The energy world will be watching closely as members of OPEC hold final meeting in Vienna on Thursday to decide on whether to extend the oil production cuts until the end of 2018.
To remind, on December 3 2016, OPEC and several Russia-lead non-OPEC nations agreed to keep oil production limited to help the oil prices go back up. This was then extended in May 2017.
This deal to lower the output by a total of about 1.8 million barrels per day is set to expire in March 2018, and the OPEC members will be voting today on whether to extend further.
Based on the signals in advance to the Vienna meeting, the extension is expected.
The compliance to the pledged cuts is monitored by a body called Joint Ministerial Monitoring Committee (JMMC).
In his remarks on Wednesday, Issam A. Almarzooq, Kuwait’s Minister of Oil and Minister of Electricity and Water, and the Chairman of the JMCC expressed “deep appreciation to each and every OPEC Member Country and participating non-OPEC producer, who made great sacrifices, worked the extra hours and went the extra mile to help us get to where we are today. With your continued dedication and determination, I am confident we will reach the mountain top together”
No time to sit back and relax
He said it was evident the oil market had strengthened and is on path to rebalancing.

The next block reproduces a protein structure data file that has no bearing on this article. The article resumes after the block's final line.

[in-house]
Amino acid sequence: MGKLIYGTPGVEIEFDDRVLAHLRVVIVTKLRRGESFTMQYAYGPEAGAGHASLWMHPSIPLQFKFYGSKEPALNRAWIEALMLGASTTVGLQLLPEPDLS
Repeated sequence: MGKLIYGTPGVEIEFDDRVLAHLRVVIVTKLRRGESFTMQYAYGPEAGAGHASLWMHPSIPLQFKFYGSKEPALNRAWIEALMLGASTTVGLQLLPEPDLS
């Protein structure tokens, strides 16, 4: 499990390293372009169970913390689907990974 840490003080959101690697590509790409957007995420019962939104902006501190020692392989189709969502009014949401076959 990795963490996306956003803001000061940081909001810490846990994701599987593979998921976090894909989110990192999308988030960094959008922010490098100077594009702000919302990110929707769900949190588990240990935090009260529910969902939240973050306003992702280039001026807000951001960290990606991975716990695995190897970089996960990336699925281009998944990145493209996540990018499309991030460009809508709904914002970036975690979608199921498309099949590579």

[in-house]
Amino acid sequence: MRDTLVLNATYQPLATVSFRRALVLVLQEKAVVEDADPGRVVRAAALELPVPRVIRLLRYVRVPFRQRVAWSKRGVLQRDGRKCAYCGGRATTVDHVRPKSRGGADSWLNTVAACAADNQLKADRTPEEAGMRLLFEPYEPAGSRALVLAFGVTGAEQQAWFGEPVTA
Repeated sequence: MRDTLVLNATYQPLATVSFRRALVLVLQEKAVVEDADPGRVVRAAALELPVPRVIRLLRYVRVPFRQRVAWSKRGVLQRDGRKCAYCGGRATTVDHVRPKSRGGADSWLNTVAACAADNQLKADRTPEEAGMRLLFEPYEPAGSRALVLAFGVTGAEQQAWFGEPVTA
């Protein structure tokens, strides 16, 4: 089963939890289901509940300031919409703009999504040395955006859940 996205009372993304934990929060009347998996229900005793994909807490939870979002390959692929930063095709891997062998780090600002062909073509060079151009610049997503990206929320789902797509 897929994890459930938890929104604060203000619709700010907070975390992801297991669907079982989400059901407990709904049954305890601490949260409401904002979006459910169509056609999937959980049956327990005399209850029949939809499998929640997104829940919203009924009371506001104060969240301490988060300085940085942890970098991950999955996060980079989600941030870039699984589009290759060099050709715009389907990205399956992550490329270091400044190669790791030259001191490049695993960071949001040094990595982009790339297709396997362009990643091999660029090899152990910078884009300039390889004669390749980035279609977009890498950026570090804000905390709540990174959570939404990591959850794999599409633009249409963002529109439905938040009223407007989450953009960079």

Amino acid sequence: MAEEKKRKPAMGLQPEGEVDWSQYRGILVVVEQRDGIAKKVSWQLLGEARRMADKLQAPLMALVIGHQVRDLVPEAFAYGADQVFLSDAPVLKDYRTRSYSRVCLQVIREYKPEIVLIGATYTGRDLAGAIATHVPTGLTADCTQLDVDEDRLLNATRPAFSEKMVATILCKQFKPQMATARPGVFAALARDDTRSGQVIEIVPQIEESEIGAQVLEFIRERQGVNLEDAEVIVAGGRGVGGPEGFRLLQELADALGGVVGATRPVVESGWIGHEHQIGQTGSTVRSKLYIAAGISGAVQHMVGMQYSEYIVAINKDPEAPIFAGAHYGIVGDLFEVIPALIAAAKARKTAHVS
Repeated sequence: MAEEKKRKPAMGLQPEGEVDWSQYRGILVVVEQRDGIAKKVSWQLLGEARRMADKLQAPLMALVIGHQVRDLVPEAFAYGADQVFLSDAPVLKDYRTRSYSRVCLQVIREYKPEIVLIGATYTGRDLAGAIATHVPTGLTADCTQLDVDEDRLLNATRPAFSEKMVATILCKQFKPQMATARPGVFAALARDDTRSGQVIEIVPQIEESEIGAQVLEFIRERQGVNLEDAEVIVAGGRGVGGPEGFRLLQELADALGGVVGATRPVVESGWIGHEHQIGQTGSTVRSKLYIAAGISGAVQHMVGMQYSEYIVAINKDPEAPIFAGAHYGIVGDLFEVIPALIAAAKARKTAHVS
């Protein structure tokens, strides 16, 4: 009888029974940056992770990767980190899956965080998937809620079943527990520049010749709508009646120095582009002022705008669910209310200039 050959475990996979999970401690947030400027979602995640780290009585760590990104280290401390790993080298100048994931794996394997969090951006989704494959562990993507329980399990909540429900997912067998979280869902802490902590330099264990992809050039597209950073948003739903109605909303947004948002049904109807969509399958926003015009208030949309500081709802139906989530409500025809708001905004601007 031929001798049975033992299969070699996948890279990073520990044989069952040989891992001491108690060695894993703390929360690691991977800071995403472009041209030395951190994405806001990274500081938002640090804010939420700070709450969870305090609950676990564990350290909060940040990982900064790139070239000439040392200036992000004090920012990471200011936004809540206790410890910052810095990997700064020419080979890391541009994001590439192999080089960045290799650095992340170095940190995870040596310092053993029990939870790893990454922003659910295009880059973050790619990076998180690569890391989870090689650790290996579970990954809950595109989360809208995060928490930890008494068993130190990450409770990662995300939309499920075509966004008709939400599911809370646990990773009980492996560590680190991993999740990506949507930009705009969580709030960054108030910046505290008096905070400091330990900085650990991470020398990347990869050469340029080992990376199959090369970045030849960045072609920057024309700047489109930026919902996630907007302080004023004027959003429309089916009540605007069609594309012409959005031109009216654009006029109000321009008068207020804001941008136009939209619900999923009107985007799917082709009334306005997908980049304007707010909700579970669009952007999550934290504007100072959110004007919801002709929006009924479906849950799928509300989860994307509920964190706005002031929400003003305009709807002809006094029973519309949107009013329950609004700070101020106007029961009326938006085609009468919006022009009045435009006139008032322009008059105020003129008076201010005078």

“The destocking process, both onshore and offshore, has continued at an accelerated pace in recent months. From May to October, the OECD stock overhang fell by around 140 mb to stand at 140 mb above the five-year average in October. Looking at the first ten months of the ‘Declaration of Cooperation’ there has been a decline of around 200 mb.”
“Let us not take this positive momentum as a reason to sit back and relax. Rather, let us be energized by the progress we have made, and continue to push onward until we reach our final goal.
We are clearly on the right path, but there is still work to be done to bring the remaining inventories down to the latest five-year average, at which point we can say we have reached our objectives of a balanced and stable global oil market.”
Offshore Energy Today last week spoke OPEC Secretary General Mohammad Barkindo.
When asked whether he expected to see the agreement extended for another year or so, Barkindo responded diplomatically: “This anniversary will mark another milestone in our global efforts with our non-OPEC friends to restore stability for the global oil market.”
Saudi Energy minister and President of the OPEC Conference Khalid Al-Falih on Wednesday used the opportunity to thank the country’s cutting more than pledged, but also called for those not performing as expected to raise their game:
He said: “…I would like to stress that in the coming months our work will continue. We will need the full commitment of all countries. While I want to congratulate and thank the over-performing members for their dedication, I want to urge those few under-performing countries to catch up. To succeed in the future, it is crucial that we have everyone on board, and in our shared mutual interest I’m confident that I can count on your support.”
Offshore Energy Today Staff